After 71 years of Institutional Revolutionary Party (PRI) rule, Mexico elected National Action Party (PAN) party candidate Vicente Fox, governor of Guanajuato state and former executive president of Coca-Cola for Mexico and Central America. Having worked successfully to improve Guanajuato's domestic economy and foreign trade profile during the last five years, Fox is now ready to apply his optimism for improving Mexico's economy and his vision for global opportunity throughout all of Mexico.
The insurance industry has a long history of providing long-term commercial stability and individual protection for the population and its property. In Mexico, well-respected industry organizations such as AMIS (Mexican Insurance Association) and CNSF (Comisión Nacional de Seguros y Fianzas) can offer relevant insights and tangible proposals in step with the president-elect's themes and goals.
Wasting no time
Taking office 1 December, Fox has already visited Canada, the US and several countries in Central and South America to strengthen relationships and offer a more substantial platform for NAFTA expansion going forward. In the first half of 2000, Mexico increased foreign investment by 11%. But, in July alone, foreign investment rose an unprecedented 25% as general investor confidence followed Fox's election. The significant raise in Mexico's investment grade last summer offers demonstrable proof and international validation that more expansive trade relations with North America, South America and Europe are warranted.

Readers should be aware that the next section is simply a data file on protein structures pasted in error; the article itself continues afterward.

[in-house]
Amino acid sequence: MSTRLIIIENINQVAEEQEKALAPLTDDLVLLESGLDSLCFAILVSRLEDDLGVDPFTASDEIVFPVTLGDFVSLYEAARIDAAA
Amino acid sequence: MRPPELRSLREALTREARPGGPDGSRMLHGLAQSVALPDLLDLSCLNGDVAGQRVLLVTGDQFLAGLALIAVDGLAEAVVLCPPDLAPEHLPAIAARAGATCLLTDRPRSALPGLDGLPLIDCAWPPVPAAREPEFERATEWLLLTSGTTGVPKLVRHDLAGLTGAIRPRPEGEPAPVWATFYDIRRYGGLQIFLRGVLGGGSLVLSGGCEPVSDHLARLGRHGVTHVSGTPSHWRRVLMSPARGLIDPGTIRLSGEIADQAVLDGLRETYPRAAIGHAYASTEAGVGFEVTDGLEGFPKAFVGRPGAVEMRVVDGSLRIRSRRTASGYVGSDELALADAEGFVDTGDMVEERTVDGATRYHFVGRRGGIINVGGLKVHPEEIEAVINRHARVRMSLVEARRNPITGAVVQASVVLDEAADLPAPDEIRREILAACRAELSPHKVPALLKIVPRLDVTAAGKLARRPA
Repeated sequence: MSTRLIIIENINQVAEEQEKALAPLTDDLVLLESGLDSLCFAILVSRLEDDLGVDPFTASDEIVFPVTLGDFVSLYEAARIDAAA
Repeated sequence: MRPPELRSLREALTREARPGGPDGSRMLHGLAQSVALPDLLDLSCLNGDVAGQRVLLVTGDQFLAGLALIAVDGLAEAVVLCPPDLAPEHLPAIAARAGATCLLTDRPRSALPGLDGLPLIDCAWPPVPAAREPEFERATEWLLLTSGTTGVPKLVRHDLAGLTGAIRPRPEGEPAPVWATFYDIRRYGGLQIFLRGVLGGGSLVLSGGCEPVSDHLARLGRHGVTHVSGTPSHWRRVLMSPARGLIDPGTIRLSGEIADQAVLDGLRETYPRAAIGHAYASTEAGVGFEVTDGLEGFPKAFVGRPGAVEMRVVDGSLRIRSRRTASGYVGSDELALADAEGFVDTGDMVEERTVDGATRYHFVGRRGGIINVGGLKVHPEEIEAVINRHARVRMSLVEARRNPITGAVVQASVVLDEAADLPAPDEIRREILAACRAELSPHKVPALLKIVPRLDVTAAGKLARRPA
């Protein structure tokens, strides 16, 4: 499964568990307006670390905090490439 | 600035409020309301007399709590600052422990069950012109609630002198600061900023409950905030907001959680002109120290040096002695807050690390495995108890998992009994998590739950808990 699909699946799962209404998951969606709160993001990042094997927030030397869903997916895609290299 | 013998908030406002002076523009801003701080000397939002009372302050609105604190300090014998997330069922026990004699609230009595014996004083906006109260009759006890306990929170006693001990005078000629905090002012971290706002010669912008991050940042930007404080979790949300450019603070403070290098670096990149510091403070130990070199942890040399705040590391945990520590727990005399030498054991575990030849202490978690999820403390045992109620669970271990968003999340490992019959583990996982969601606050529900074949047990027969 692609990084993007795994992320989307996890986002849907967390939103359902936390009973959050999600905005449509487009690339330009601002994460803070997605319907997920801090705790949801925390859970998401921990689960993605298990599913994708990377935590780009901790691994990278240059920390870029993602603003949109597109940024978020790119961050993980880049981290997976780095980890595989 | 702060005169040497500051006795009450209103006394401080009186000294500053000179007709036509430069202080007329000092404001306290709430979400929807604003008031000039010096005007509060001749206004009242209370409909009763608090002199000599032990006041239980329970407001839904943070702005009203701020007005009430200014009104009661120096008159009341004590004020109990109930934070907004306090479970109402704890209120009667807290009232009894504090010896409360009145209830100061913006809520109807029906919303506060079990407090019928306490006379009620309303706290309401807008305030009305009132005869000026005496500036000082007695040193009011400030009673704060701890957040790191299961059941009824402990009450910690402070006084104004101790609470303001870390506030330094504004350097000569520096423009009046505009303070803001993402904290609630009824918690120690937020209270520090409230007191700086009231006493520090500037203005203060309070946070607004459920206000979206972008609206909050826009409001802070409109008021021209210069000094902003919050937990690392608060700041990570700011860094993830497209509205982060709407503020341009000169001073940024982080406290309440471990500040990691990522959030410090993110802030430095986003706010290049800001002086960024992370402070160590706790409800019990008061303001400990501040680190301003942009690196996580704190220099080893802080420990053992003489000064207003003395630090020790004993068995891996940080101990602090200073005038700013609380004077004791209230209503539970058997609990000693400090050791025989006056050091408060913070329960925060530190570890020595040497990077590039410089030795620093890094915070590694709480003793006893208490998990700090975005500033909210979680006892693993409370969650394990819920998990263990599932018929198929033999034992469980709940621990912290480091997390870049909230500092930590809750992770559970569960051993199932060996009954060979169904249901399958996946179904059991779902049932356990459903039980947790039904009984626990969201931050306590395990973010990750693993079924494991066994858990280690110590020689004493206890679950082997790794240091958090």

As president-elect, Fox is seeking not only capital, but also local investments to build and restore industries and factories - creating a stable job market and improved salary income for the Mexican working class. As the economic situation progresses, employment opportunities increase and more companies succeed, the insurance sector will also expand based on more corporate- sponsored coverage and individuals buying independent policies.
However, in Mexico, even when the economy is poor, the market still maintains sufficient coverage for personal accident, health and pensions. Last year, life premiums were reported at US$4.9 million and property/casualty premium revenues reached US$3.5 million. One major factor for this level of activity was the privatization of pension plans in July 1997, which caused premium revenues to rise at rates greater than casualty lines - a first for the Mexican market.